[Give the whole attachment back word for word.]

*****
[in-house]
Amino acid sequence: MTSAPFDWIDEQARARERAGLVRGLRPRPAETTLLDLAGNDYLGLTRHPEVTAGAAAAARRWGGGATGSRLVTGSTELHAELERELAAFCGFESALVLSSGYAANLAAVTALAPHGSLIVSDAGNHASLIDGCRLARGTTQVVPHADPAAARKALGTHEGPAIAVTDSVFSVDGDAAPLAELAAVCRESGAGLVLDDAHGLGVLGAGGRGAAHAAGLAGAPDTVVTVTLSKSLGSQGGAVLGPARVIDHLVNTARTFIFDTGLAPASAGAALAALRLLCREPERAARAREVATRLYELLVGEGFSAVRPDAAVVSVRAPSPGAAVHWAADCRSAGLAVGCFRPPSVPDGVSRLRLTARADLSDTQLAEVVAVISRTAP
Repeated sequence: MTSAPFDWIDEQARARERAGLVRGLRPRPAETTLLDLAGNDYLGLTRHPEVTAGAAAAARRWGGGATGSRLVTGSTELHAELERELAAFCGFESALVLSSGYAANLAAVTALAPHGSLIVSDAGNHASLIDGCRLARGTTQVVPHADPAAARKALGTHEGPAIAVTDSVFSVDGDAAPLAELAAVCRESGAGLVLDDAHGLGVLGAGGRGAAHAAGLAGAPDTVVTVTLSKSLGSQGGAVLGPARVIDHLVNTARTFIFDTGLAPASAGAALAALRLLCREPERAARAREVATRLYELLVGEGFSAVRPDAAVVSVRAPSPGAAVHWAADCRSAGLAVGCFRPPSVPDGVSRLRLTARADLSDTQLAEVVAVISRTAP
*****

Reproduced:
[in-house]
Amino acid sequence: MTSAPFDWIDEQARARERAGLVRGLRPRPAETTLLDLAGNDYLGLTRHPEVTAGAAAAARRWGGGATGSRLVTGSTELHAELERELAAFCGFESALVLSSGYAANLAAVTALAPHGSLIVSDAGNHASLIDGCRLARGTTQVVPHADPAAARKALGTHEGPAIAVTDSVFSVDGDAAPLAELAAVCRESGAGLVLDDAHGLGVLGAGGRGAAHAAGLAGAPDTVVTVTLSKSLGSQGGAVLGPARVIDHLVNTARTFIFDTGLAPASAGAALAALRLLCREPERAARAREVATRLYELLVGEGFSAVRPDAAVVSVRAPSPGAAVHWAADCRSAGLAVGCFRPPSVPDGVSRLRLTARADLSDTQLAEVVAVISRTAP
Repeated sequence: MTSAPFDWIDEQARARERAGLVRGLRPRPAETTLLDLAGNDYLGLTRHPEVTAGAAAAARRWGGGATGSRLVTGSTELHAELERELAAFCGFESALVLSSGYAANLAAVTALAPHGSLIVSDAGNHASLIDGCRLARGTTQVVPHADPAAARKALGTHEGPAIAVTDSVFSVDGDAAPLAELAAVCRESGAGLVLDDAHGLGVLGAGGRGAAHAAGLAGAPDTVVTVTLSKSLGSQGGAVLGPARVIDHLVNTARTFIFDTGLAPASAGAALAALRLLCREPERAARAREVATRLYELLVGEGFSAVRPDAAVVSVRAPSPGAAVHWAADCRSAGLAVGCFRPPSVPDGVSRLRLTARADLSDTQLAEVVAVISRTAP